Simcha M. Gross
Winter 2016 Vol. 106.1
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This paper examines a manifestation of the Jewish perception of space against the backdrop of the Roman conquest, the destruction of the Temple, and the conversion of Jerusalem into the Roman colonia, Aelia Capitolina. I suggest that the rabbinic notion of cities “surrounded by walls,” and their attribution to Joshua, reflects a Jewish reaction to the Roman presence in the land of Israel and the Roman appropriation of the legacy of the cities they subjugated. A consideration of Roman law sheds light on the puzzling attribution of walls to the time of Joshua son of Nun in two rabbinic halakhot: the sale of a house in a walled city and the celebration of Purim and the reading of the scroll of Esther on 15 Adar in walled cities. I suggest that the rabbis introduced the features of a boundary and founding by an ancient figure in order to voice their opposition to the appropriation of Jerusalem by Hadrian and additional Roman emperors, which they marked by founding a pomerium. In addition to the polemical use of the concept of “walled cities from the time of Joshua,” we also find what appears to be application of features of the sanctity of the pomerium to laws of walled cities. This proposed model of polemic, on the one hand, and dialogue, on the other, exemplifies the diverse response by Jews in the land of Israel, and later the province Syria–Palestine, to Roman culture and religion.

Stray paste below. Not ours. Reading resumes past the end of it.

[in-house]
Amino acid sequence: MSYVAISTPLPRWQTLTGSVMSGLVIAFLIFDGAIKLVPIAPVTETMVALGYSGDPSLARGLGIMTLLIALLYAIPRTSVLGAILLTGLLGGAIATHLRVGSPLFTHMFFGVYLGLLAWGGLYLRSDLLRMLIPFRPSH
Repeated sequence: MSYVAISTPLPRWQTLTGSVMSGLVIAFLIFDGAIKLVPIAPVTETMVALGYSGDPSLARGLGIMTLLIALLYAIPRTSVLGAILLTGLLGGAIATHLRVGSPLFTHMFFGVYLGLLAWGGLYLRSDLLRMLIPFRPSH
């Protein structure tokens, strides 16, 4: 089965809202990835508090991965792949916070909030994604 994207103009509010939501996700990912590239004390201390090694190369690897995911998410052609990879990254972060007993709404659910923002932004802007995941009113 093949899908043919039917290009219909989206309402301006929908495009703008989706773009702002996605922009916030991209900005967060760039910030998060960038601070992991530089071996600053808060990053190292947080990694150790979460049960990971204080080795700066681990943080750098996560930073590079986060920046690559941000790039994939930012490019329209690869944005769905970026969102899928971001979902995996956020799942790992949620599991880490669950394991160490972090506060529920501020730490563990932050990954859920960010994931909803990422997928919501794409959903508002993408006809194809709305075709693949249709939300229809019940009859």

The questions where the Kabbalah came from, how it appears, and under what circumstances, bothered the scholars of the Kabbalah, but no less the Kabbalists themselves in the Middle Ages. This article is concentrated on identifying and signifying three types of traditions in thirteenth-century Kabbalah, each of which reflects a unique stance concerning this topic. The first stance attributes the emergence of the Kabbalah to mystical revelation of Elijah to the ancestors of the first Kabbalistic circles in Provence. Another sees the Kabbalistic truths as part of the Torah of Moses and therefore as a national heritage. A third tradition, however, attributes the Kabbalah to Adam, the first person and the ancestor of mankind at whole. The article points out the self-consciousness behind each myth, the differences between them, and the hidden discourse between these traditions regarding the notion of the Kabbalah as universal wisdom and its cultural context in general.
Michael Laurence Miller
In the midst of a larger dispute with Prague’s first coffee-boiler, Rabbi David Oppenheim was accused of overseeing the transfer of money from the Habsburg Empire to Jewish communities in the Land of Israel (which was under Ottoman rule). In the fraught atmosphere of the Counter-Reformation and the Ottoman-Habsburg wars, this Jewish practice was cast as treasonous; it not only drained money from state coffers but also transferred it to an enemy land. This article examines the trial against Oppenheim, exploring intimations of Jewish-Turkish collusion and paying particular attention to the “Jewish money-transfer affair” and its repercussions. This article also explores subsequent debates and controversies about the collection of funds in the Habsburg Empire for distribution in the Land of Israel.
Karma Ben Johanan